Financial arrangements on the breakdown of a relationship Financial arrangements on the breakdown of a relationship Financial arrangements on the breakdown of a relationship Financial arrangements on the breakdown of a relationship

Applications for Financial Orders

These were previously known as applications for Ancillary Relief and are generally the sorting out of financial matters on a divorce, dissolution or judicial separation. It is completely separate from financial issues relating to children. Sorting out these arrangements with your former partner amicably and thereby avoiding court proceedings, can save a lot of time and money.

Just because a person is married does not automatically give them an interest in their spouse’s asset. English law does not have a unified system or a formula to calculate a “divorce settlement”. There will often be a range of possible solutions to dividing the assets, and we can advise on and discuss an amicable agreement which can be made with your partner. If no agreement can be reached, you have the right to invite the court to decide on a division of the assets with your partner.

If there are children from the relationship, generally speaking, the court will give priority to the parent who is caring for them. The court will also try to address the reasonable needs of the parties, including housing, and with the children taking priority.

The law relating to financial applications is generally governed by the Matrimonial Causes Act 1973 which sets out sets out the factors which must be taken into account when a court has to decide on a financial settlement. The factors are:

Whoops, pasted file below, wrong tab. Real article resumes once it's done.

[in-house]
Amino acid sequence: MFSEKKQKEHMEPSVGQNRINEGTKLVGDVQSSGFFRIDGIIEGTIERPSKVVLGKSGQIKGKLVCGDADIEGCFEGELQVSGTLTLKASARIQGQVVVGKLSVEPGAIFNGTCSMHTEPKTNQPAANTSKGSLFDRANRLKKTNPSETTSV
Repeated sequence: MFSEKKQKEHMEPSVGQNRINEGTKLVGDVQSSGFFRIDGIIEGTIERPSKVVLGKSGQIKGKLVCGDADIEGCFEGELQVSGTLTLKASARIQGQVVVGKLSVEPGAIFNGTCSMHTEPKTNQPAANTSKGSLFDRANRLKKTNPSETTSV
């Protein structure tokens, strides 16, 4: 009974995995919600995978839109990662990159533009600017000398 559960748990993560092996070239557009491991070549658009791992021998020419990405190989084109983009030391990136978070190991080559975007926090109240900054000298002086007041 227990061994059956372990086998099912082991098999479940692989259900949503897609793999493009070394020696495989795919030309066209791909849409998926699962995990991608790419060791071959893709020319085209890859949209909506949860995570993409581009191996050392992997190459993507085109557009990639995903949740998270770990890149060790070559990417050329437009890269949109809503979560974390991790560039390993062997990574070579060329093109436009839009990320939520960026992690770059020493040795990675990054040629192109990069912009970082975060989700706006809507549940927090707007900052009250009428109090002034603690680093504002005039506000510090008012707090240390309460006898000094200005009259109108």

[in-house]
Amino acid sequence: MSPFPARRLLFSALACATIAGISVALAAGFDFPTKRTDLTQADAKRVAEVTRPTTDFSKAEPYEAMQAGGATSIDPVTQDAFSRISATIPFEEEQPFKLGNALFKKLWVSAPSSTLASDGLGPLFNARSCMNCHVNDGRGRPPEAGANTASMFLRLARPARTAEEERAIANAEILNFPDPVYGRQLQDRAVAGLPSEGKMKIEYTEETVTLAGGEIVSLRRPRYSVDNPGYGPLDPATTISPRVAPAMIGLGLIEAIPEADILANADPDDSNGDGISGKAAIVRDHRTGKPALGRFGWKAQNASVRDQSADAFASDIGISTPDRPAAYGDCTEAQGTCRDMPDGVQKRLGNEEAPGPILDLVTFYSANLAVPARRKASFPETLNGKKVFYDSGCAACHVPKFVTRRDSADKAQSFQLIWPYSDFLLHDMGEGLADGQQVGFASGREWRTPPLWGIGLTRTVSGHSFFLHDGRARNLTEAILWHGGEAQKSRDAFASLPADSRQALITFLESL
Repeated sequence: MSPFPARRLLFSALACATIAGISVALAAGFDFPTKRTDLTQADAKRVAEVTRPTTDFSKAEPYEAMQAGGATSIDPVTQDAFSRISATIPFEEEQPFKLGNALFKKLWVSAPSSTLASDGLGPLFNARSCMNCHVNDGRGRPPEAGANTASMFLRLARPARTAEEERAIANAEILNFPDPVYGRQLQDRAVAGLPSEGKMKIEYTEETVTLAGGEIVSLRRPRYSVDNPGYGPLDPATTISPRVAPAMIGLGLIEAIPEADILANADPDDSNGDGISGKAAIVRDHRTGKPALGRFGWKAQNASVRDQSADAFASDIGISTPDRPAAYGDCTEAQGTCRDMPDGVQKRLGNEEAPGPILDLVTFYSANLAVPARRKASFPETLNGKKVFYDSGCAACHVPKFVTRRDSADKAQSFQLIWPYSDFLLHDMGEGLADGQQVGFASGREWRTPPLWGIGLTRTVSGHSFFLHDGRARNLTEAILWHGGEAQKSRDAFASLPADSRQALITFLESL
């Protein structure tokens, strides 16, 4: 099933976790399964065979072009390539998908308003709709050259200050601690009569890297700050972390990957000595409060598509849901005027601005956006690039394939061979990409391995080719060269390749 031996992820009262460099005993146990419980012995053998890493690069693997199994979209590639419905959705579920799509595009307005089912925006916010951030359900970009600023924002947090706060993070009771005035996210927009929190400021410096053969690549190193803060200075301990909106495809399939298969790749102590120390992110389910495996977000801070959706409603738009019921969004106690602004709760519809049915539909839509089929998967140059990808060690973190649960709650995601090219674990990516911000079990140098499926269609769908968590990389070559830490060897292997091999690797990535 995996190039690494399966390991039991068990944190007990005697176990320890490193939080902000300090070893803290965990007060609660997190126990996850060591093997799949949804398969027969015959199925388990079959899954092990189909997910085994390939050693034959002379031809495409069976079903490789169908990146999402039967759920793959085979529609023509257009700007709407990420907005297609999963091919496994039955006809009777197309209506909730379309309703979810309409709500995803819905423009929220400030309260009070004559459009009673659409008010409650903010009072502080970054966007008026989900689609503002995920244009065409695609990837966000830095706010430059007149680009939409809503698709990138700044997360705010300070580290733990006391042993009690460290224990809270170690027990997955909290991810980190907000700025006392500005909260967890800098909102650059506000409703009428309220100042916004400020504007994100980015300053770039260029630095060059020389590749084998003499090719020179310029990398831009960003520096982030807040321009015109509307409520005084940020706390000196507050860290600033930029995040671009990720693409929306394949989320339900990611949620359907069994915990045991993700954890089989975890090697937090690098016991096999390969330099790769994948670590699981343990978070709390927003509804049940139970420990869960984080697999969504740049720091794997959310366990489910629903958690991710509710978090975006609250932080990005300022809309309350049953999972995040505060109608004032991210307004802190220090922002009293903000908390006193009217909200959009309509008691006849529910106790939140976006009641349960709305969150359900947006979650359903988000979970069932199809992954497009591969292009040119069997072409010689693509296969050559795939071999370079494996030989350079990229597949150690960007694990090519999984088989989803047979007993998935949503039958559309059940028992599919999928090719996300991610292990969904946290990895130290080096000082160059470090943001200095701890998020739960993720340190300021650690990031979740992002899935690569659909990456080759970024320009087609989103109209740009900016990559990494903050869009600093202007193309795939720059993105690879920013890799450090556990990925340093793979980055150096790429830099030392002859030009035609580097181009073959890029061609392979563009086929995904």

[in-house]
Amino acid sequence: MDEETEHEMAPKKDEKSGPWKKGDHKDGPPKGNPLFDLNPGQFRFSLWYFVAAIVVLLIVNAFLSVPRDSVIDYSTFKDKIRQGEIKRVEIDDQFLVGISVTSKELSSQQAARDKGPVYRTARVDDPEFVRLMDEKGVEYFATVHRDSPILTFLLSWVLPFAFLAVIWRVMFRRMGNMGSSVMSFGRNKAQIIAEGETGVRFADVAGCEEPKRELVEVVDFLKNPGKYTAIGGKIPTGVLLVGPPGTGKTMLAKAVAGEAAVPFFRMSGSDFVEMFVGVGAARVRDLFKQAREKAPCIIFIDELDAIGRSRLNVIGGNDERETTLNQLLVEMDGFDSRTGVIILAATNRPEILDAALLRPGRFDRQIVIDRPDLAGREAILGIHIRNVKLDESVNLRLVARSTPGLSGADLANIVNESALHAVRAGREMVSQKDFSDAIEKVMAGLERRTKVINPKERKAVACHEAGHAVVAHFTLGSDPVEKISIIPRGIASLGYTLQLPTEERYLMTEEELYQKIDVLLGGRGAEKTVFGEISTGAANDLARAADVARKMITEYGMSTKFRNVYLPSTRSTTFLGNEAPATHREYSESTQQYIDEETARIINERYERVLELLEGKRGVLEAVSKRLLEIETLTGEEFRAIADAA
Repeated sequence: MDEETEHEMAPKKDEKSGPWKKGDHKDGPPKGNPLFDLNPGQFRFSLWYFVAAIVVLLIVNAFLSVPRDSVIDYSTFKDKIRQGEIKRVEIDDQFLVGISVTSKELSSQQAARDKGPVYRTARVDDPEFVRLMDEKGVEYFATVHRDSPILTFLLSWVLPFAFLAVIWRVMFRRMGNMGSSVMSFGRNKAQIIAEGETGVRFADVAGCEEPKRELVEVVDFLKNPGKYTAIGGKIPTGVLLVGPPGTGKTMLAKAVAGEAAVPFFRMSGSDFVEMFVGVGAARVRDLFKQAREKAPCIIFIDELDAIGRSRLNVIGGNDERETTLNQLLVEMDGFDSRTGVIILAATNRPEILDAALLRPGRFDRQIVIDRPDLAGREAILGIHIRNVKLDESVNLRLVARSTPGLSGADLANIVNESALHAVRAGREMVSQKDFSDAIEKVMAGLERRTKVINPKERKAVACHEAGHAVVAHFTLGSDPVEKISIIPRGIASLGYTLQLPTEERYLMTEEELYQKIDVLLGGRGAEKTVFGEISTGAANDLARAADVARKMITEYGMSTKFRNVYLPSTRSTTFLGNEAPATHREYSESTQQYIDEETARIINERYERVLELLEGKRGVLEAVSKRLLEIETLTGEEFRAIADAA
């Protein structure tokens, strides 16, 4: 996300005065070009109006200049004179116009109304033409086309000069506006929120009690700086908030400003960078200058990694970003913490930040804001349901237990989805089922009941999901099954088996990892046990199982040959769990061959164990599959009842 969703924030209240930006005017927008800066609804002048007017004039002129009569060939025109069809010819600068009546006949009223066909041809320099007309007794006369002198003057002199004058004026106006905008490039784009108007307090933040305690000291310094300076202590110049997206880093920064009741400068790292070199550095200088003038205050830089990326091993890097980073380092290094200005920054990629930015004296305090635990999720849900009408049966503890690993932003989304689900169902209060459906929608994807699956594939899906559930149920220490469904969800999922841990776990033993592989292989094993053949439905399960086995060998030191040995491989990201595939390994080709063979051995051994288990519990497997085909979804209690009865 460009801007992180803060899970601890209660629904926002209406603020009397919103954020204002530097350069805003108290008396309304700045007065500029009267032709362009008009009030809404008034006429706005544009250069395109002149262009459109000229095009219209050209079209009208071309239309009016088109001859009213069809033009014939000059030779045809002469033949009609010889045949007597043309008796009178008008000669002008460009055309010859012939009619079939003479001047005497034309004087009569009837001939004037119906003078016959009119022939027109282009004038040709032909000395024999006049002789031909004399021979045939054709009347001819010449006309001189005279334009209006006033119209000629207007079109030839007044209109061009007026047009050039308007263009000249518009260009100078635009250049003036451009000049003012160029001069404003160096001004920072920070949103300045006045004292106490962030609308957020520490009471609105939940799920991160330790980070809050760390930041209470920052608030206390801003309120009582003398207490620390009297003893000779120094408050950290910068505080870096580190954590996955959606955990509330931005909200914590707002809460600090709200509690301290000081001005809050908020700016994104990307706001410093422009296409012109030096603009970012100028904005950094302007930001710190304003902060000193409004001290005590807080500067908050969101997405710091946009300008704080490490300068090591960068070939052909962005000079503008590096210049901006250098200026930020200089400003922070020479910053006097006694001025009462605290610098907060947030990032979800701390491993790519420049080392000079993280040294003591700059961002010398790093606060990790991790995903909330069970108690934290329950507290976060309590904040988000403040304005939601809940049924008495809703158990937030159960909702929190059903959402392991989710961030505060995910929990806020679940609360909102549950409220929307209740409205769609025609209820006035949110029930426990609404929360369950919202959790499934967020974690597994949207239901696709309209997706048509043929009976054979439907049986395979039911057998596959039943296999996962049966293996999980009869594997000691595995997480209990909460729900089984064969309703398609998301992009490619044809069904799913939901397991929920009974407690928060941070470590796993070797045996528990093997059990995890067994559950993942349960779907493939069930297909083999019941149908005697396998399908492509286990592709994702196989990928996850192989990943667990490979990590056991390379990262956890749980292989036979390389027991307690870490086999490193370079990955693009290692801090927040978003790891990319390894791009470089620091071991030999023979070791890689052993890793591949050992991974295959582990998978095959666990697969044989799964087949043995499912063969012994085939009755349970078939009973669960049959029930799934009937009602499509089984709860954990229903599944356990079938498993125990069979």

the welfare of a child of the marriage;

the income, earning capacity, property and resources of each party to the marriage;

the financial needs, obligations and responsibilities of each person;

the standard of living enjoyed by the family before the breakdown of the marriage;

the age of each person and the duration of the marriage;

any physical or mental disability;

the contribution made by each person to the welfare of the family, including looking after the home and bringing up children;

the conduct of each person, but usually only if it is so bad it would be unfair to ignore it; and

any serious disadvantage to either person which would be caused by ending the marriage.

How the above factors are applied varies according to the circumstances of each case. The court’s role is to balance those factors and decide what is fair in all the circumstances therefore what may have been the outcome in one case will not necessarily be the same outcome on another case.

In order to minimise legal costs parties must give serious consideration to alternatives to court proceedings, such as mediation.

For further information or to instruct us please contact Shobha Naik on 020 7700 0265 or email her at shobha@percyshort.co.uk.

[Correct as at January 2017]


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